Pak textbooks focus on conspiracy theories on 1971 war
Last Updated: Thursday, December 16, 2010, 15:45
  
Islamabad: Nearly four decades after the 1971 war, Pakistani school textbooks continue to focus on conspiracy theories involving India, Russia and the US regarding the creation of Bangladesh while glossing over the Pakistan Army's atrocities in the erstwhile East Pakistan.

While the findings of Pakistan's Hamood-ur-Rehman Commission on the 1971 Indo-Pak war were never made public, students at the Matric and Intermediate levels of school (Classes nine to 12) "are being taught conspiracy theories and a factually incorrect version of history", according to an article on the website of the Dawn newspaper.

The Pakistan Studies textbook for Classes nine and 10 fails to mention the role of late premier Zulfiqar Ali Bhutto or the Pakistan People's Party in its section on the 1971 war and lists the "role of Hindu teachers" and "international conspiracies" among the reasons for the "Fall of East Pakistan".

"A large number of Hindu teachers were teaching in the educational institutions in East Pakistan. They produced such literature which created negative thinking in the minds of Bengalis against the people of West Pakistan," the textbook states.

The section on "international conspiracies" states: "About 10 million Hindus were living in East Pakistan. India stood at the back of these Hindus to protect their interests. India wanted to separate East Pakistan to strengthen the economic position of the Hindus.

"Many Hindus acted as spies for India. Russia was against Pakistan because Pakistan had allowed America to establish military bases in Pakistan."

"On the other hand, America also wanted separation of East Pakistan. Under the circumstances Russia openly supported India's aggression against Pakistan."

The article noted that Pakistani historians and academics "have long decried the white-washing of the state curriculum" and it was "appalling" that the government is "yet to make changes in the syllabi being taught to Pakistan's future generation".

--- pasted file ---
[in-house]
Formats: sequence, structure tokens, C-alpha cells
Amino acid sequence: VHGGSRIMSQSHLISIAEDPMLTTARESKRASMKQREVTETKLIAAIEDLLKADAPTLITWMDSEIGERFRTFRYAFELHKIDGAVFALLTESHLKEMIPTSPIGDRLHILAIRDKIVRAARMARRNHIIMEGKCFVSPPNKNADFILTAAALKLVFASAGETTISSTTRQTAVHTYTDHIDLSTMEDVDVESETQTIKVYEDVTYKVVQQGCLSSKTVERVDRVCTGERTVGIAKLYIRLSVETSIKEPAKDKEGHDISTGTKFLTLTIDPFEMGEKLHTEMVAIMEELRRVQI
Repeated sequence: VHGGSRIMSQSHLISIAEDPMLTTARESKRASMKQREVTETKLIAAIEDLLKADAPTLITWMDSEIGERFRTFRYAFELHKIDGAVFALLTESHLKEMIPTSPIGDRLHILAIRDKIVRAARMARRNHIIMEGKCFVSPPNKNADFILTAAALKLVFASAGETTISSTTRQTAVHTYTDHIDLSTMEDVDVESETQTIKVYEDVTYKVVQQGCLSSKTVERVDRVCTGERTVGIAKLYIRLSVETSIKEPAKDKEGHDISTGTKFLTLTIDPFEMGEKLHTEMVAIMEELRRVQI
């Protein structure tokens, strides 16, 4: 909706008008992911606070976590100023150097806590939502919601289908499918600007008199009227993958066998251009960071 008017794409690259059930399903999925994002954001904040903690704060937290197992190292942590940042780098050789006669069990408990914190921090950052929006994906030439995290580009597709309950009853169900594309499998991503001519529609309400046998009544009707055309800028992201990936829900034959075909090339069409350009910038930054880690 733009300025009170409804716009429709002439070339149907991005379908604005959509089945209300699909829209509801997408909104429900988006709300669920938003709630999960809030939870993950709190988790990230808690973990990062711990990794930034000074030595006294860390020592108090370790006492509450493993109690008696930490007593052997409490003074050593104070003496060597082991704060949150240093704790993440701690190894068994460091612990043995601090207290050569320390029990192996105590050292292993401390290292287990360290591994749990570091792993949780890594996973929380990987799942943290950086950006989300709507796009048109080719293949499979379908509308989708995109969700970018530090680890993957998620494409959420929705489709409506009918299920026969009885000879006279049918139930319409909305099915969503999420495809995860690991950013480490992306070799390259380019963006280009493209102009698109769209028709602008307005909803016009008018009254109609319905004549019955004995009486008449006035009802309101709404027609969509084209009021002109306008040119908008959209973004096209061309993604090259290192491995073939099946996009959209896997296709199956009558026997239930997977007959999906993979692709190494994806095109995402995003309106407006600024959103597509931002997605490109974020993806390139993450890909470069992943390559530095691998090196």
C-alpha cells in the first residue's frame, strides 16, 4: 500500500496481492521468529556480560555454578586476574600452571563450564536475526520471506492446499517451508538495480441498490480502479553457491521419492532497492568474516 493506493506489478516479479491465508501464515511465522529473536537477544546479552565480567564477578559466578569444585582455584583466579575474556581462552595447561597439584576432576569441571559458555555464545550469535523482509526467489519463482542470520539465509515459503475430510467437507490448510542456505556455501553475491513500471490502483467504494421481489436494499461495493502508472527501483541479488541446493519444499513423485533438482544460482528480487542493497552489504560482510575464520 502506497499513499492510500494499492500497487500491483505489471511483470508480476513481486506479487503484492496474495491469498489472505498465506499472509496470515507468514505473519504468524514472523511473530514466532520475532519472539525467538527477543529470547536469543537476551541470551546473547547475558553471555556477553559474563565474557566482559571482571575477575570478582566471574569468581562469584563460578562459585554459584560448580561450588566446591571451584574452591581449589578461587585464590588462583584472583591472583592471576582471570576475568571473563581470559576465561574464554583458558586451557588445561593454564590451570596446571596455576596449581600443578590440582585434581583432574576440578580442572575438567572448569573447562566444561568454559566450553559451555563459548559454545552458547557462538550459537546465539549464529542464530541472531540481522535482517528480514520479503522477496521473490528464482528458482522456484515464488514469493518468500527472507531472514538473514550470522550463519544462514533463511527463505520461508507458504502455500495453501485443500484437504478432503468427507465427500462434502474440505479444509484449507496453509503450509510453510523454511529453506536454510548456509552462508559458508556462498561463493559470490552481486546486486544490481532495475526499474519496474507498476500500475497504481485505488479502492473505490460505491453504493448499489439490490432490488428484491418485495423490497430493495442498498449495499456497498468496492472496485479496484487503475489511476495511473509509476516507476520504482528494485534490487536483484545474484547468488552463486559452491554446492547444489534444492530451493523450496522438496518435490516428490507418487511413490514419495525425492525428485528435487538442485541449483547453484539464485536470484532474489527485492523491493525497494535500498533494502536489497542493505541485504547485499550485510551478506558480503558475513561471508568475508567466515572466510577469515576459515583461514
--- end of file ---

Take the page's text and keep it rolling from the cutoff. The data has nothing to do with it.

While the Pakistan Studies textbooks for Classes 10 and 11 mention the role of the Mukti Bahani and India’s support for the group, they are an "incorrect version of the story behind the creation of Bangladesh", the report said.

Both textbooks make no mention "of the documented atrocities committed by the Pakistan Army which includes rapes, targeted killings against the Mukti Bahini and the genocide of the Bengali population”. The textbooks fail to mention the number of civilian deaths in East Pakistan in the period leading up to the creation of Bangladesh.

Nor do they "mention Zulfiqar Ali Bhutto's inflexible stand on sharing power with Mujib-ur-Rehman’s Awami League", the report said.

Abbas Hussain, director of the Teachers Development Centre, described this version of history "a farce". "We give our children hocus pocus in textbooks."

Asked how teachers feel about teaching students such material, Hussain replied: "Most teachers have classroom schizophrenia, where the children and teachers are in a sort of conspiracy that there is a real world outside the classroom and there is a fictitious world in the classroom and you jolly well obey that!"

Noted academic Pervez Hoodbhoy said: "Forty years later, Bangladesh has many disputes with India but it shows not the slightest inclination to reintegrate with Pakistan.

"If Pakistan's school books actually taught honest history, they would be explaining why East Pakistanis felt exploited and fought for their independence. Instead, our children are taught cock-and-bull conspiracy nonsense."

PTI


First Published: Thursday, December 16, 2010, 15:45


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